We’ve all heard the saying, “slow and steady wins the race”, but if you’re like me, that’s not an exciting way to go.  I mean, fast and furious is more fun and you are likely to get to your finish line quicker that way, right?  Not so much.  There is a lot of wisdom in the old story of the tortoise and the hare.

I have been blessed to be involved in student ministry for a long time now.  I say blessed because I know I get as much out of it as I put in (if not more).  And, over time, students come and go ­– fashion changes, culture shifts, technology advances – but the one thing that stays the same is the need for consistency (and no, the irony of the fact that need for consistency is the most consistent thing is not lost on me).

Every small group I have had the privilege to lead has been different.  Different personalities, different communities, different interests, different family situations… and each small group has taken a different time period for us to connect.  Sometimes that can be frustrating – as I am sure you all can relate.  I mean, one group will just click, like you have been in their lives forever but another may take months, even a year or so, to win over their trust.  Whatever the situation, the one thing I know I must do is be consistent.  Consistently there for small group… consistently interested in their lives (even when they seem like they don’t want me to be interested in their lives)… consistently offering unconditional acceptance and love.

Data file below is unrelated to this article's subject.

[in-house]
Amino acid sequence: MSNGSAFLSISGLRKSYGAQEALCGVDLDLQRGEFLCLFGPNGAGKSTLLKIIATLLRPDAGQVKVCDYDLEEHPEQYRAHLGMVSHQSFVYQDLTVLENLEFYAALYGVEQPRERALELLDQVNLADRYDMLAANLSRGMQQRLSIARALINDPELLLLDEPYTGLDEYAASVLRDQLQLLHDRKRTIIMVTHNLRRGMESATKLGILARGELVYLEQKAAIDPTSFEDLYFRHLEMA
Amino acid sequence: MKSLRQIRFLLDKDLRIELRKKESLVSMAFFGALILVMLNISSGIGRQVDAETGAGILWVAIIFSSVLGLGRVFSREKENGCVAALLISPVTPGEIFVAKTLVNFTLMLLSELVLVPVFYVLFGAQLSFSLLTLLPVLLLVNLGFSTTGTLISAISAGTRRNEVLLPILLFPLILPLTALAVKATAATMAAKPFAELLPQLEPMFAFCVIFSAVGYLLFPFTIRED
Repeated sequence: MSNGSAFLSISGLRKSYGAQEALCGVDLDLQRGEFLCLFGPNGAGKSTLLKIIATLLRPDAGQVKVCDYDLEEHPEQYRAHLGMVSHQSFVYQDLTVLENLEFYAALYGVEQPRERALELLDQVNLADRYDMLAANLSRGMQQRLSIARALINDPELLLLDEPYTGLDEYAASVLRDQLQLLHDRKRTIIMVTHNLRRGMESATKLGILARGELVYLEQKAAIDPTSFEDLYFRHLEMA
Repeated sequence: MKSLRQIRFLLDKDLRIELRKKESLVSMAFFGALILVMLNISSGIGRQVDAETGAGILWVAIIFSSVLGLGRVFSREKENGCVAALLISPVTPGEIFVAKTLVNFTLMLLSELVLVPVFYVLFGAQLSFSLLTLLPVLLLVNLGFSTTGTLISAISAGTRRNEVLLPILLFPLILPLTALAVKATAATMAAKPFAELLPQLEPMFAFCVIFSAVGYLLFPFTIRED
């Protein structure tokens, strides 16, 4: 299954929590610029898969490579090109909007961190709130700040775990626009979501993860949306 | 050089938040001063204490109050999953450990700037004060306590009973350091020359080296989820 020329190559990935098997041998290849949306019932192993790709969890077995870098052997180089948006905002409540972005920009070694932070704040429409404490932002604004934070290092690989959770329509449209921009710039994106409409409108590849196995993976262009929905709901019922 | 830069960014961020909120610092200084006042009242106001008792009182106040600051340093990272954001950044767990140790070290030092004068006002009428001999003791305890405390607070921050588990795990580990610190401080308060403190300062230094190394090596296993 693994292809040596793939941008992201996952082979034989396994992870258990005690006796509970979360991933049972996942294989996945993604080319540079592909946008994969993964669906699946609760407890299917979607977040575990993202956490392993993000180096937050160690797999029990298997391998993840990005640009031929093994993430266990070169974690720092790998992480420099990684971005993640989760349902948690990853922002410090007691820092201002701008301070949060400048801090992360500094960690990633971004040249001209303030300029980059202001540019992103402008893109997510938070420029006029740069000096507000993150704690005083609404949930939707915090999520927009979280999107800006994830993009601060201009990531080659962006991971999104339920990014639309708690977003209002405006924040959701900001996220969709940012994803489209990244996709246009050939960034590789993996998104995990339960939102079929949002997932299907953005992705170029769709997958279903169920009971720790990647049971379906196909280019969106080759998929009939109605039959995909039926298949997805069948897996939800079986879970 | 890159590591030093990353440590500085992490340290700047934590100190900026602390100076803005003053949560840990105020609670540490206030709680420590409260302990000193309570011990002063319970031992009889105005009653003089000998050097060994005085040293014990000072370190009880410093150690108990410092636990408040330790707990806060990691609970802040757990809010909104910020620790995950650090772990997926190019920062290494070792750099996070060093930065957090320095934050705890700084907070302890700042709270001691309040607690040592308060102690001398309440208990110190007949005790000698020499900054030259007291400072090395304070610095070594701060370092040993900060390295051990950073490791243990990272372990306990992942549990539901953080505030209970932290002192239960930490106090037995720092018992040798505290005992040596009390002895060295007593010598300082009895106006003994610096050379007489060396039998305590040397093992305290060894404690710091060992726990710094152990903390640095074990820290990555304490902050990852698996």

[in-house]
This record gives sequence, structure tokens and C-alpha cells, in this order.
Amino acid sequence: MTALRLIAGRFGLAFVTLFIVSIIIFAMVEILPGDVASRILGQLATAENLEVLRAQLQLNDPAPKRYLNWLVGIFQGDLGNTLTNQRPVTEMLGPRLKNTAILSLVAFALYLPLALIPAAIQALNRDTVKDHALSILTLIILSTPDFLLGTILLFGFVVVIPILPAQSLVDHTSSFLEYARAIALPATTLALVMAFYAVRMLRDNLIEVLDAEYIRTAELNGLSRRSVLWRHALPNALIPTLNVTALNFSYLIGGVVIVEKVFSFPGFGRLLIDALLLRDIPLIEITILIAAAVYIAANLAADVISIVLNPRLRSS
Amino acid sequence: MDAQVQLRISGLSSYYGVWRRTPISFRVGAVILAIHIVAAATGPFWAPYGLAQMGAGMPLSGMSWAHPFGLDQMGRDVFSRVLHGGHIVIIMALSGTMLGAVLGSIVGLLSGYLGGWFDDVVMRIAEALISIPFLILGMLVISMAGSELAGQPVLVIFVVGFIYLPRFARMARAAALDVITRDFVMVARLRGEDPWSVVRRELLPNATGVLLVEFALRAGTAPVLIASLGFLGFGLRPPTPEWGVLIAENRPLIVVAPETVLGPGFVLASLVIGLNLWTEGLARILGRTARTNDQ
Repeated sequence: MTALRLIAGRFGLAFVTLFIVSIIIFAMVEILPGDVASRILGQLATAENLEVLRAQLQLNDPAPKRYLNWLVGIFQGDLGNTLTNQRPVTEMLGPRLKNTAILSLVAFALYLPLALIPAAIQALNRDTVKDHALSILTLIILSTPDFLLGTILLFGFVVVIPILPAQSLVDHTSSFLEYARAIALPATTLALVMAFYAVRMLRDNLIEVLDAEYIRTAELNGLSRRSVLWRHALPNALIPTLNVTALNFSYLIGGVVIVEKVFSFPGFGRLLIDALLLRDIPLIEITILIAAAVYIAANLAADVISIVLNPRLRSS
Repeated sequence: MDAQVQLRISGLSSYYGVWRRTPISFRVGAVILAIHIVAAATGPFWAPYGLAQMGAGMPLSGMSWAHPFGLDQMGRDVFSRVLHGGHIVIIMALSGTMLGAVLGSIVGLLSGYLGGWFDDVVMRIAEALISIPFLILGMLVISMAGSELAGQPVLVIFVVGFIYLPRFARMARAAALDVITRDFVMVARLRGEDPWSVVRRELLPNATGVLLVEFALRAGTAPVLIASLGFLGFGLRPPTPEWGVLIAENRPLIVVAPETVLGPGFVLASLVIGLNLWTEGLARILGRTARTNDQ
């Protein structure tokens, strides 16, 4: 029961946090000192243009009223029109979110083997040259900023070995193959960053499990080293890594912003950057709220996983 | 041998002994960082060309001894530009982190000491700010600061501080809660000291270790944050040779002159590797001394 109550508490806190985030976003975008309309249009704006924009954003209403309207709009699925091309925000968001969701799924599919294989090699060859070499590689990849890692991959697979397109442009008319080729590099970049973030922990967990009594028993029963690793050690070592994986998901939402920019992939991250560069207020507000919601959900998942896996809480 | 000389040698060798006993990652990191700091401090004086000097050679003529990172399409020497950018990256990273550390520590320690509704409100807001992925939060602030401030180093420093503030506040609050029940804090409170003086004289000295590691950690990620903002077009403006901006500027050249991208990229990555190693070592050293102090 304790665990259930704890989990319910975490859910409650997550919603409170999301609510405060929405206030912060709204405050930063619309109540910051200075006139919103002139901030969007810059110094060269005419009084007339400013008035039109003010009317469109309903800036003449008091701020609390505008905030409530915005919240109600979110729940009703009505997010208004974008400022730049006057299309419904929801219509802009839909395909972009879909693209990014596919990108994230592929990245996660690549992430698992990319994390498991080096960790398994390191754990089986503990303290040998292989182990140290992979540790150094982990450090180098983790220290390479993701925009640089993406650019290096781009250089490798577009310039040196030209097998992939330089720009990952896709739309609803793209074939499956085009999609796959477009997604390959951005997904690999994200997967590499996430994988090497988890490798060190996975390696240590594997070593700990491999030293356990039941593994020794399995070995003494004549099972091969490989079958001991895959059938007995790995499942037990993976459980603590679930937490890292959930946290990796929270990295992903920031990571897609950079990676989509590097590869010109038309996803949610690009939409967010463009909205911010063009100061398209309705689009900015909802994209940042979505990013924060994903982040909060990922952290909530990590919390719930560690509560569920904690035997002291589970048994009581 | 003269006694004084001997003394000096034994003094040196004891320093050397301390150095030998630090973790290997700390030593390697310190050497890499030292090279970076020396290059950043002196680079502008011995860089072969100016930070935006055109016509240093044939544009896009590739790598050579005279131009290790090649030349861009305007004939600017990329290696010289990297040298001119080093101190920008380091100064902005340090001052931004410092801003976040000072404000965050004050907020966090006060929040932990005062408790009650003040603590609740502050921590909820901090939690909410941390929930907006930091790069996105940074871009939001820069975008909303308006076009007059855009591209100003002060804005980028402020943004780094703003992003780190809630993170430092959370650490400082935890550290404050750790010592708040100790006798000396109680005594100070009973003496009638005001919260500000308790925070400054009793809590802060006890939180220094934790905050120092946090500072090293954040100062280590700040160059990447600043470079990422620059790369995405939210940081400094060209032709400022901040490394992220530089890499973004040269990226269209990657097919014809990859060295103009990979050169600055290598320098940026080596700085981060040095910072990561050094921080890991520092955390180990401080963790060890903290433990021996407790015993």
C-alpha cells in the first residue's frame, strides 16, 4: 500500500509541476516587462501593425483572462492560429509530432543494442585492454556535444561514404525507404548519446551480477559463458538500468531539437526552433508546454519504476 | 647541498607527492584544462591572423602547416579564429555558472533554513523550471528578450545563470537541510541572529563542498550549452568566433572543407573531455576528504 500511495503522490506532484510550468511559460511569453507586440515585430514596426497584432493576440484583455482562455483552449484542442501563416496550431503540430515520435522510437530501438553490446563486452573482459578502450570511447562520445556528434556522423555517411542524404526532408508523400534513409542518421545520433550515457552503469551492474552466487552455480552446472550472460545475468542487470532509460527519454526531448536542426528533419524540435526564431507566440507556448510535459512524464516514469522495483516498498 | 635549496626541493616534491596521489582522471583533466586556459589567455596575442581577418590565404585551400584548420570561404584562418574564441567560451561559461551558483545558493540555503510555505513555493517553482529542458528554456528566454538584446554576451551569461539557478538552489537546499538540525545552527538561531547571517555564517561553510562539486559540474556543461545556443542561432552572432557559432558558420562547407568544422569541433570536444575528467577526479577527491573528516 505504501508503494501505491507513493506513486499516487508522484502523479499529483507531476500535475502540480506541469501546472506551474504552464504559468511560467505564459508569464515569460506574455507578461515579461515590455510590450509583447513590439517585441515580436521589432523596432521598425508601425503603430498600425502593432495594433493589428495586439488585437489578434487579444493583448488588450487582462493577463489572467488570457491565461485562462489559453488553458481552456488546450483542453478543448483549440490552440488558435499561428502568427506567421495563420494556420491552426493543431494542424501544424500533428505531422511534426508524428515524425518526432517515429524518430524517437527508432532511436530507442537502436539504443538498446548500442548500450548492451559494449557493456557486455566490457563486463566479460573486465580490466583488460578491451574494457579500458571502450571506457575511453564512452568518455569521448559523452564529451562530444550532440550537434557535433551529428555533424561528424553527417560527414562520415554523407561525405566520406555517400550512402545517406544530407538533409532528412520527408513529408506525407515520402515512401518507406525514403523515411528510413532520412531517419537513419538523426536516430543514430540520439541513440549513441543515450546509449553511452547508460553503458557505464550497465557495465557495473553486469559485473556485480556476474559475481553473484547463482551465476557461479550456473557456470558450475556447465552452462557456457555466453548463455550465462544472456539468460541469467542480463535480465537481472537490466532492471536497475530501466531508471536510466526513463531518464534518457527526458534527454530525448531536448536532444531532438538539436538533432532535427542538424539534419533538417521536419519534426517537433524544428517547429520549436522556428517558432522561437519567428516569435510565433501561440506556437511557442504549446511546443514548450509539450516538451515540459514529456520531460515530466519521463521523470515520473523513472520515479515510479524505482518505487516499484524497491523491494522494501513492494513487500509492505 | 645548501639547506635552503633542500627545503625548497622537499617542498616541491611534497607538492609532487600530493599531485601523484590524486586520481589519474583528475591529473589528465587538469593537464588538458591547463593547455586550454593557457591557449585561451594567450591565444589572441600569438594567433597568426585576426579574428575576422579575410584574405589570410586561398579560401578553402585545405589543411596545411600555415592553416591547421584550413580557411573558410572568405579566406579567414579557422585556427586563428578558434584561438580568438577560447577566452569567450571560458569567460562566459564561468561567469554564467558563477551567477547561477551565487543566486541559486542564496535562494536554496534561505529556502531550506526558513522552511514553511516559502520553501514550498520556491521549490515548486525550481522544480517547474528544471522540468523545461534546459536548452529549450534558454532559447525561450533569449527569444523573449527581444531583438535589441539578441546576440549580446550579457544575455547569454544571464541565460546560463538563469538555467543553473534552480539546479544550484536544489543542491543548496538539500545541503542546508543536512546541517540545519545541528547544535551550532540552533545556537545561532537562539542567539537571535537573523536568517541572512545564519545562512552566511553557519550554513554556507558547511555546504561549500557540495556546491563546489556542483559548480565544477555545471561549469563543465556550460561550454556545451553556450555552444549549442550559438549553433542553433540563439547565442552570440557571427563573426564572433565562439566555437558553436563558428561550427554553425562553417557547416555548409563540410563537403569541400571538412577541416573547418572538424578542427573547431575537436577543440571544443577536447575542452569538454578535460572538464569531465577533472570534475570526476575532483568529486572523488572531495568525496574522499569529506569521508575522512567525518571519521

Consistency can look different but will always have the same result.  If you are a new leader, try to reach out to your students weekly – either by text, phone, facebook or even twitter.  Just check in, without an agenda, and ask how their week is going.  Take my word for it, one day, even if they are not responding to it, they will start to look forward to your call/text/tweet/fb post.  As you get to know your students better, start showing up in their worlds. Have a drama kid in your group? Catch one of their plays. A cheerleader? Show up at a game or competition. A video gamer? Read up on the latest release and ask him/her questions about it.  Whatever your opportunity, show interest in their interests.

In a world where things are constantly changing and people are coming and going in the lives of our students, it’s imperative that we commit to the long haul in ministry.  If we can get past however long it takes a student to trust us, we will be able to better influence their lives in a positive way.  In the meantime, celebrate the small wins – things like the first time they return your text… or maybe when they respond with more than just a yes or no.  And pay attention to the transition of when they start to reach out to you – when they ask to meet you at Starbucks or initiate a call for advice.  It’s the small wins that make the biggest impact over time.  Believe me, they notice your consistency and appreciate the wins as much as you do.

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Kristie McCollister

Kristie has worked with students for 25 years as a director of student ministries, a small group leader, a Sunday coach, or a coach for student sports teams.

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